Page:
- Add the chassis class to a relationship, Chassis.
- Define an attribute called Slots Required on the expansion card class. Use a range of values domain and set the data type to Integer. Enter: ==1 as the validation expression. Enter 1 as the default value.
- Display the attributes for each expansion card and save the Slots Required record. This sets the number of slots required at 1 and prevents it from being changed by the user or the eConfigurator engine.
- Add the expansion card class to a relationship, Expansion Card.
- Write the following rule: Chassis provides Chassis Slots to Slots Available.
- Write the following rule: Expansion Card consumes Expansion Card Attribute = Slots Required from Slots Available.
- Write rules as needed to determine what happens if Slots Available is 0 or if it becomes negative.
When the user selects a chassis, the provide rule increases the Slots Available resource by the number of slots in the chassis. Each time the user selects an expansion card, the consume rule decreases the Slots Available resource by one. Thus, the Slots Available resource maintains a record of how many slots are available in the chassis during the configuration session.
If a resource has the same name in two different customizable products, the eConfigurator engines treats them as the same resource. You can take advantage of this in cases where one customizable product is contained within another. For example, customizable product CP2 is contained within customizable product CP1. You define resource R1 in both products. Rules in either customizable product that contribute to R1, affect the value of R1 in both products. Use this behavior to allow a parent customizable product to contribute to a resource in a child customizable product.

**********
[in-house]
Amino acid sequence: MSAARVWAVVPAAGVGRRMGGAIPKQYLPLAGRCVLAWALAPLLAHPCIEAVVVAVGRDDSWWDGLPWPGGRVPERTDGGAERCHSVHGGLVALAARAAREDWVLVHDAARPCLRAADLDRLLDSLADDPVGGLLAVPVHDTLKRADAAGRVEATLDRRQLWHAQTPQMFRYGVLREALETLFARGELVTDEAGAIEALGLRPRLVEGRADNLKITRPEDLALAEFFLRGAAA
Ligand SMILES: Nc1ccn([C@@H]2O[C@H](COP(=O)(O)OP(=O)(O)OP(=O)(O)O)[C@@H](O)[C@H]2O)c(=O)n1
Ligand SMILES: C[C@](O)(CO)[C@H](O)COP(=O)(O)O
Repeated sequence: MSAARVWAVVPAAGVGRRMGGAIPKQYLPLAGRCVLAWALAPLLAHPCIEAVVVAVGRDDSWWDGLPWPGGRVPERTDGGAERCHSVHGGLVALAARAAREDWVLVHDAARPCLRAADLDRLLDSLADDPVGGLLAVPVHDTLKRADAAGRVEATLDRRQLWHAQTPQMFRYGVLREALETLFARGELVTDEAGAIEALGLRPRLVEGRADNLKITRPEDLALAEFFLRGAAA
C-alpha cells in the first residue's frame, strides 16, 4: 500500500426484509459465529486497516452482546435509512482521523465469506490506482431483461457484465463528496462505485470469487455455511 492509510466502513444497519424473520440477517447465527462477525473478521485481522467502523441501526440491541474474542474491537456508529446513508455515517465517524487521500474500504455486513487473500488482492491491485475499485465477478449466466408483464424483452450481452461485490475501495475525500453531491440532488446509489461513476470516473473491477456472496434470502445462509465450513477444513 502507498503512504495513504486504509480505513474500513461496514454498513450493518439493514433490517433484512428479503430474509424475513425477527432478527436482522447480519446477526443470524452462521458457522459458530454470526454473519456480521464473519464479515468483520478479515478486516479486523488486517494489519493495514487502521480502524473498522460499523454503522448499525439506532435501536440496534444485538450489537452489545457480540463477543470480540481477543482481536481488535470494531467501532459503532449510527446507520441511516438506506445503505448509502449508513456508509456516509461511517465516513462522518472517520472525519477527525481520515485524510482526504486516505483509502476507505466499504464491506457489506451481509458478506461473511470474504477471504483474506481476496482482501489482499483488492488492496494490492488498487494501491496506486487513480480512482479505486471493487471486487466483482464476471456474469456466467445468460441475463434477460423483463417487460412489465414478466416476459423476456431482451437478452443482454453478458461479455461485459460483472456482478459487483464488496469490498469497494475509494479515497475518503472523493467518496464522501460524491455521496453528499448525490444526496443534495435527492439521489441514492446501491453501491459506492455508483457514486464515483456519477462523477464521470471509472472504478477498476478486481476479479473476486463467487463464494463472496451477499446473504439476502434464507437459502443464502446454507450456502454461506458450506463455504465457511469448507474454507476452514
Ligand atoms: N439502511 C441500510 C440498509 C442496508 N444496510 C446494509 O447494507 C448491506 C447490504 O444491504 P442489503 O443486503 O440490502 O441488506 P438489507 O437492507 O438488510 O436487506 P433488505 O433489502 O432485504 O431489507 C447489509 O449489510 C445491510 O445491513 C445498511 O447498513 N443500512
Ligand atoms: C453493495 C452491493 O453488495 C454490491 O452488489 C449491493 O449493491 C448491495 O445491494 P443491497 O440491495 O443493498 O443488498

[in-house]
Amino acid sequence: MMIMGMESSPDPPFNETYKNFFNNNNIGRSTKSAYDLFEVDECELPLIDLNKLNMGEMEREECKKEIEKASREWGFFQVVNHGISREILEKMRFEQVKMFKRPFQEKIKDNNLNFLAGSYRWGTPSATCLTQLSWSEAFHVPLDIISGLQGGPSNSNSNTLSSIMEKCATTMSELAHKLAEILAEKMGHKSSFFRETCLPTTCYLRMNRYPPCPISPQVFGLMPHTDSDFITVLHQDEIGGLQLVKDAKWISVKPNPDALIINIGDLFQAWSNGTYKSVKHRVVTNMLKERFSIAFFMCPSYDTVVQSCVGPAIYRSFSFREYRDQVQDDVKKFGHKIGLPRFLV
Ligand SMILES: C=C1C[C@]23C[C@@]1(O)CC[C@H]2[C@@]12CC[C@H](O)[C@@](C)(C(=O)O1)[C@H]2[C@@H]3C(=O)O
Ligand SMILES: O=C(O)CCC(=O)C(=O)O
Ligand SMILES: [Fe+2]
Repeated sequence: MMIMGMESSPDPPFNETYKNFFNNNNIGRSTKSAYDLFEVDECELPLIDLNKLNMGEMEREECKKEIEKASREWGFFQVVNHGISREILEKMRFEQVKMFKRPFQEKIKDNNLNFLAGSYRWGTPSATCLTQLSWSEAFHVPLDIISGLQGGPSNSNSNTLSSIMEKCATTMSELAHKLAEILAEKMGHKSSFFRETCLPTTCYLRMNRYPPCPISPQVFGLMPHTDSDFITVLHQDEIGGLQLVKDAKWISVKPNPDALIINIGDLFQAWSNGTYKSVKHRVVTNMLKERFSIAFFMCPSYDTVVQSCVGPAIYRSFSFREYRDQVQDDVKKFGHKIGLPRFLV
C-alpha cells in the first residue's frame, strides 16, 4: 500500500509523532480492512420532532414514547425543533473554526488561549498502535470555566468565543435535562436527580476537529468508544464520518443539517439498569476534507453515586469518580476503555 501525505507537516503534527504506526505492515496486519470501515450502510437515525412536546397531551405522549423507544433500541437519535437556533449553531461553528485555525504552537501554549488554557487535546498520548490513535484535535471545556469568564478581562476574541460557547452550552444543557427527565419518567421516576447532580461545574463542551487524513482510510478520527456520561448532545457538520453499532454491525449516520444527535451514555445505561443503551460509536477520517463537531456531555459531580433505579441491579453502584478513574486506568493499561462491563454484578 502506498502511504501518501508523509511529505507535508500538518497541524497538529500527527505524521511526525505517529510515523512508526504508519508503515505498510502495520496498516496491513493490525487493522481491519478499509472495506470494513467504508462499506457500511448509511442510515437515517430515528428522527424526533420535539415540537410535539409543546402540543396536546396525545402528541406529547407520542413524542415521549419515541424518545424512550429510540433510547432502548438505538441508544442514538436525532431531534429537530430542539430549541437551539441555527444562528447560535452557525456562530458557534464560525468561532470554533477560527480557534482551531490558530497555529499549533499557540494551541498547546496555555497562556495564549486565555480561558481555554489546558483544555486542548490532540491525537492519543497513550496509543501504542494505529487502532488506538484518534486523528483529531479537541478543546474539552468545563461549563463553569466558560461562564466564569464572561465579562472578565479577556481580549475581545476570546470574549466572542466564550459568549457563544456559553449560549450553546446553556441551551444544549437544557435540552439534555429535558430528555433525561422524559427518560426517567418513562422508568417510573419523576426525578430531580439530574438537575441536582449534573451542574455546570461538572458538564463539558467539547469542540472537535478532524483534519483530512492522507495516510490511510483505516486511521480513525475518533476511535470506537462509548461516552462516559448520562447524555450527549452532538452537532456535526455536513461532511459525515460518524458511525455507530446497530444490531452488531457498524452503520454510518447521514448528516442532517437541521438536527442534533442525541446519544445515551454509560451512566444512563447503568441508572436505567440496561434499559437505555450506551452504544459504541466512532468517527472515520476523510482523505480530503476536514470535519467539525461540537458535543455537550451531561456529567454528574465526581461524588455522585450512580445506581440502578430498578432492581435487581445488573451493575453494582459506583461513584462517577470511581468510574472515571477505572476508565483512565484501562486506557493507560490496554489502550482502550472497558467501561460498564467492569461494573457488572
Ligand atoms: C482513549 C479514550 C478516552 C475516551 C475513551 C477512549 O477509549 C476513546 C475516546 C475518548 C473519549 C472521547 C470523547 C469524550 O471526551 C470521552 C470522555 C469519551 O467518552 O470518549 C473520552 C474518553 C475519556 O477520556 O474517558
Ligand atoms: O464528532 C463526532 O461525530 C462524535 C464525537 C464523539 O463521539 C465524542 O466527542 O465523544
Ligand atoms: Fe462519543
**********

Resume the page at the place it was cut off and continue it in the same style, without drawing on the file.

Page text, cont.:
When the target is an attribute, the value of the attribute is incremented. Attribute targets are very similar in behavior and use as resource targets. There are several restrictions on using provide and consume rules to manipulate attribute values:
- The data type of the attribute must be numeric (Integer or Number).
- The attribute must be available for manipulation. You must not have set the value of the attribute. You do this by selecting an attribute value and saving it in Product administration > Dynamic Attributes.
- A child customizable product can contribute to attributes defined on the parent. The parent cannot contribute to attributes defined on the child product. For example, customizable product CP2 is contained within customizable product CP1. CP2 can contribute to attributes defined within CP1. CP1 cannot contribute to attributes defined within CP2.
Use attributes as targets instead of defining multiple resources that keep track of similar variables. This ties the variables directly to a class and makes it easier to keep track of the variables' roles.